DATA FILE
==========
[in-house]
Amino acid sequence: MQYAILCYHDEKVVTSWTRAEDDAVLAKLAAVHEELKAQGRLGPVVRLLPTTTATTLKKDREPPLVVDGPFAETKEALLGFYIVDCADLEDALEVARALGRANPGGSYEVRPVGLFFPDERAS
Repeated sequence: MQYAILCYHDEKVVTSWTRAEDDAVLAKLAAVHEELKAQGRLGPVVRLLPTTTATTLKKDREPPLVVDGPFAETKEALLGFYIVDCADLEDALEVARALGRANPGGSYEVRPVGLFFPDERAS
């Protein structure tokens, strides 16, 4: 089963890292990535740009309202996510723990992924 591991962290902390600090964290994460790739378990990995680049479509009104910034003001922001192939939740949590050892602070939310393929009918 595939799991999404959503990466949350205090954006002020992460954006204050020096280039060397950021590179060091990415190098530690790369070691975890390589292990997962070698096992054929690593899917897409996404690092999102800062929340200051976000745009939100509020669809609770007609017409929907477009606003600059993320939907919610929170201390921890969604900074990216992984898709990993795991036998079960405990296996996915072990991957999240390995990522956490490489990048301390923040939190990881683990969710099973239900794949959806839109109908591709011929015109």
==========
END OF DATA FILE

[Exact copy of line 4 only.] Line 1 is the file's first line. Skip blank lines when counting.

């Protein structure tokens, strides 16, 4: 089963890292990535740009309202996510723990992924 591991962290902390600090964290994460790739378990990995680049479509009104910034003001922001192939939740949590050892602070939310393929009918 595939799991999404959503990466949350205090954006002020992460954006204050020096280039060397950021590179060091990415190098530690790369070691975890390589292990997962070698096992054929690593899917897409996404690092999102800062929340200051976000745009939100509020669809609770007609017409929907477009606003600059993320939907919610929170201390921890969604900074990216992984898709990993795991036998079960405990296996996915072990991957999240390995990522956490490489990048301390923040939190990881683990969710099973239900794949959806839109109908591709011929015109």